Many scandals emerge from the rez. Today’s version is a huge government grant for educating the children which evidently was skimmed for personal gain. I know few of the people involved and have no opinion on the particulars, but I know the phenomenon well and it is not limited to reservations. I called it “compassion trafficking.” In its most primitive form it amounts to “send me five dollars or this puppy will die.” Find a sorry situation that wrings the heart, propose some kind of solution because you are so tender- hearted, informed and skillful, and then watch the money roll in. It works great: refugees, war victims, the starving, the abused, the debased innocent, the contaminated land, the stray pups. How can one NOT send money? Our love becomes intense, almost sexual, maybe a lifelong obsession.
Those particularly vulnerable to these appeals are likely to be folks who feel guilty over good fortune (movie stars, those in need of approval, zillionaires). Is there something wrong with that? I don’t think so. Surely atonement is good, esp. when it benefits many (Carnegie’s libraries, Ford Foundation’s educational support, Jobs’ malaria project) and when it points out to the rest of us how simple measures (books and mosquito nets) can have huge consequences. If much of the money that is sent comes from people who can scarcely spare it in their own lives, is that bad? I don’t think so. Do we or do we not believe in free will and self-determination? Should we deprive anyone of the pride that comes from giving?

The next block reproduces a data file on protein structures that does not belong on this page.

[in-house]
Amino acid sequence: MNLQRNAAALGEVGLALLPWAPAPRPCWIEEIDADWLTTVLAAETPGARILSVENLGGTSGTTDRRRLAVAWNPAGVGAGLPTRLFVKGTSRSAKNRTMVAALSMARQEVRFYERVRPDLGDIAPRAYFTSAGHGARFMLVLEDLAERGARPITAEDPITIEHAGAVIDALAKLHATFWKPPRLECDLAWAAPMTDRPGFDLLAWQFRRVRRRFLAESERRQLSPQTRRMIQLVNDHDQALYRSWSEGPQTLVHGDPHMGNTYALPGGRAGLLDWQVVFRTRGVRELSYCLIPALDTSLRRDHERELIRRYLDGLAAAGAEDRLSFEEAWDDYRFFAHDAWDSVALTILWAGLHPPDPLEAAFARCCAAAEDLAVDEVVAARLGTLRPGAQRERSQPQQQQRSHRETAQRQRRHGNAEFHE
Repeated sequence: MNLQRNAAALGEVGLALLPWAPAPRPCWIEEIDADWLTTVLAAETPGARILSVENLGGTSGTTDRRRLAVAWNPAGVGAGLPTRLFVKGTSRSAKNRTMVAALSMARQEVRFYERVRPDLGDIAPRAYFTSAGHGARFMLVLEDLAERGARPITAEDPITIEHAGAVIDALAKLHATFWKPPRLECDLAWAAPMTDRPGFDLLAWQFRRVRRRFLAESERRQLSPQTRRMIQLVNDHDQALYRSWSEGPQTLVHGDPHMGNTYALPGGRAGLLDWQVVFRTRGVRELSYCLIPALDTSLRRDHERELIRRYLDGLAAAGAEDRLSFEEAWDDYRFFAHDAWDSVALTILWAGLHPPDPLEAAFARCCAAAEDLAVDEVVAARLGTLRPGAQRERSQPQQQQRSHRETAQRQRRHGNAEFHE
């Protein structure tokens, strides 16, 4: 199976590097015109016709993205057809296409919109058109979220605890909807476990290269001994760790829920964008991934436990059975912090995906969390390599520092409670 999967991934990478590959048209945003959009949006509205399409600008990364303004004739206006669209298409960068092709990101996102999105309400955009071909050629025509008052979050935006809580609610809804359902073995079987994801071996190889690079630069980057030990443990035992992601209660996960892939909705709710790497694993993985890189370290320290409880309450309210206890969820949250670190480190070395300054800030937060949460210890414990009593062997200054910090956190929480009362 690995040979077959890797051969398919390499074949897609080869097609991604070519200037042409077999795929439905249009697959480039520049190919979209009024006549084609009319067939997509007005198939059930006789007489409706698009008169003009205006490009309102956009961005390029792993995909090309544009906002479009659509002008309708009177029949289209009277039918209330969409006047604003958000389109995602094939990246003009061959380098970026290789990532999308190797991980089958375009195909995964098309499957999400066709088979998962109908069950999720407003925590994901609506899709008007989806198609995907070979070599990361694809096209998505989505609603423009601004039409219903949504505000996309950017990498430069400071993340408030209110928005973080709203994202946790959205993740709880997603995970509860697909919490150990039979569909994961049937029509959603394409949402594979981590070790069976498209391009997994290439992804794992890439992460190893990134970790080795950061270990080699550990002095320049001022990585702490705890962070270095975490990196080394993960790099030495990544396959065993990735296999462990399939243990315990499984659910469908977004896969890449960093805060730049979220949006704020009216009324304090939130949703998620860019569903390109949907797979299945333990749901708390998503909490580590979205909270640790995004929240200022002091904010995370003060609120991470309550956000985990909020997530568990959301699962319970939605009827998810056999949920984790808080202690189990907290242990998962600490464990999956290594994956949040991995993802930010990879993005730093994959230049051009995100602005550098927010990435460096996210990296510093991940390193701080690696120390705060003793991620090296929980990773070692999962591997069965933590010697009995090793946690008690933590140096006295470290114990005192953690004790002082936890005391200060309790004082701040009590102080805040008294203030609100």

Human sexual trafficking is locating the relatively powerless (children, women), capturing them physically, making a profit from them until they are too old or damaged to be valuable (soon enough), and then either snuffing or abandoning them. This is the basis of drug trafficking as well, using addiction as the means of capture and knowing that as the older users die, new users will arrive.
“Vote trafficking” in a democracy is not different. Promises are the mechanism of capture, the issue is promoted until it dies of failure to deliver (or more rarely due to success), and is then abandoned for the next issue. Advertising is also based on this premise, trafficking toothpaste and soft drinks through the mechanisms of popularity and exaggerated claims, then changing the brand to something “new” to keep the trafficking going. This could be criticized as trivializing the far more serious trafficking of sexual victims — or war — or empty monetary instruments of conveyance. But since it is a basic vulnerability of all human beings, the mechanism itself deserves to be addressed in all its forms, its seeming innocence as much as its obvious criminality.
Those who exploit this mechanism of compassion, of needing to help and improve the world, are normally defined by law as criminal or curbed by regulation. Their secret — and it is easy to learn — is always to stay one step ahead, legalizing and deregulating, whether marijuana or junk bonds. But it is also useful to forbid, criminalize, impose prohibition, because that creates an underground that drives up the profit far beyond the limits of what can be controlled by inspectors, permits, cops and judges. Also, the seeming virtue of the criminalizers is burnished. Complexity and overpopulation are also enablers of the criminal compassion traffickers.
The current overwhelmed governments of nations, to say nothing of their corruption from within, allows a whole new category of trafficking in “white horse riders” who wish to be funded for seemingly virtuous reasons. This means a constant three-level opportunity to say: “Send five dollars or I will kill this puppy,” “Killing puppies is evil and you must send me five dollars so I can punish those killers,” or “Send five dollars and I will write a perfect law and design a perfect system for managing puppies.” Meanwhile, the endless supply of puppies continues. (Substitute “boys” for puppies.) It is the social and biological forces that need to be addressed, but they are not popular.